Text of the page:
All opportunities come with a certain level of risk because the opportunity presents a new way of doing things that no one has tried before. Many bigger businesses shy away from risk because they will answer to a board of stakeholders, which means less competition for any brave small companies who are willing to take that leap to try new things.
Risks avoid regret
On a more personal level, no entrepreneur wants to look back and wonder ‘what if?’. Many business owners have credited their success to following their instincts in a risky decision. When looking back, you could regret not trying something, but you may not regret having given it a go, whatever the result.
What types of business risks do entrepreneurs face?
In every decision, there will be risk factors. Here are some of the types of risks entrepreneurs may come across when starting a business.
Positive cash flow is vital to running a business and paying regular expenses such as contracts, bills, or suppliers. Taking business risks will usually involve worries about maintaining cash flow because risks can potentially jeopardise the safety of your financial obligations.
When doing your financial planning at the start of your business venture, try to keep some money aside to act as a buffer for taking risks. A safety net like this means you can adapt as the decision plays out and have spare cash to continue your usual operations.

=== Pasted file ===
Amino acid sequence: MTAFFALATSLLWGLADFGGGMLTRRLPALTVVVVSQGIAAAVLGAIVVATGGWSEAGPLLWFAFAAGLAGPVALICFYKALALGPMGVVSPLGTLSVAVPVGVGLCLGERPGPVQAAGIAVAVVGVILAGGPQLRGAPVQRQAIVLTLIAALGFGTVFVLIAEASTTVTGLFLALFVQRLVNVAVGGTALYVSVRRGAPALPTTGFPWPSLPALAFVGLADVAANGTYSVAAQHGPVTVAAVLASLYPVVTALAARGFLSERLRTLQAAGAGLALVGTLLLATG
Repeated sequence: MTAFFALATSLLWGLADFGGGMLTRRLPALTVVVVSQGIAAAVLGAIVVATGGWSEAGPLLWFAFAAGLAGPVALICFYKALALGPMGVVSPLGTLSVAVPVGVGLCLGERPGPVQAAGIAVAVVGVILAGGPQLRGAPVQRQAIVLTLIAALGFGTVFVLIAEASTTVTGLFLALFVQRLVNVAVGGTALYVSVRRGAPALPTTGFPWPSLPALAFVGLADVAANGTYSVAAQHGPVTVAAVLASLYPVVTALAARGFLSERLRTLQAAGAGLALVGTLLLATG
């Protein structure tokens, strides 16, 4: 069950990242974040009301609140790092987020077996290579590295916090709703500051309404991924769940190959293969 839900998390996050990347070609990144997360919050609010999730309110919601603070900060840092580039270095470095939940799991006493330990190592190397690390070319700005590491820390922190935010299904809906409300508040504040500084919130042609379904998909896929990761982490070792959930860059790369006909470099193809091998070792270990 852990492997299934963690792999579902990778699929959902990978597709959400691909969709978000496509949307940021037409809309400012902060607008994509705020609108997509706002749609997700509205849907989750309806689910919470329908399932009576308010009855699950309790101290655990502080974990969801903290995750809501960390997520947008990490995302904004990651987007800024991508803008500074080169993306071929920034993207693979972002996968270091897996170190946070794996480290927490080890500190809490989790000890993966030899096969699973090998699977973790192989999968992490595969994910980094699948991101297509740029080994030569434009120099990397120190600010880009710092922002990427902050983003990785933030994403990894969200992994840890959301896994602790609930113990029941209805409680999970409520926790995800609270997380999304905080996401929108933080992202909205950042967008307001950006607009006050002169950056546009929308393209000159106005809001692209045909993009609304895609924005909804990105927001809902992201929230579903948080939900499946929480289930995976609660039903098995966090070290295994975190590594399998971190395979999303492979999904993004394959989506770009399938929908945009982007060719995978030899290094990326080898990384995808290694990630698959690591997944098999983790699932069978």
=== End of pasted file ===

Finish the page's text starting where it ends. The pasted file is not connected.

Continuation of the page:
Market risks refer to changes in the sector and your ability to change and adapt.
The pandemic is an excellent example of how market risk played out for many businesses, like restaurants and cafes. Shrewd business owners were able to pivot with the state of the industry, and many food businesses shifted to takeaway service to accommodate customer needs.
Will the risks associated with a business decision affect your credibility amongst your customers or peers? Or will damage to your reputation change your ability to keep your service running smoothly? Decide if the risk goes against what you are known for amongst your audience. For example, if you publicly support climate change activism but choose a new shipping method that impacts the environment, your customers may no longer trust you and sales could drop.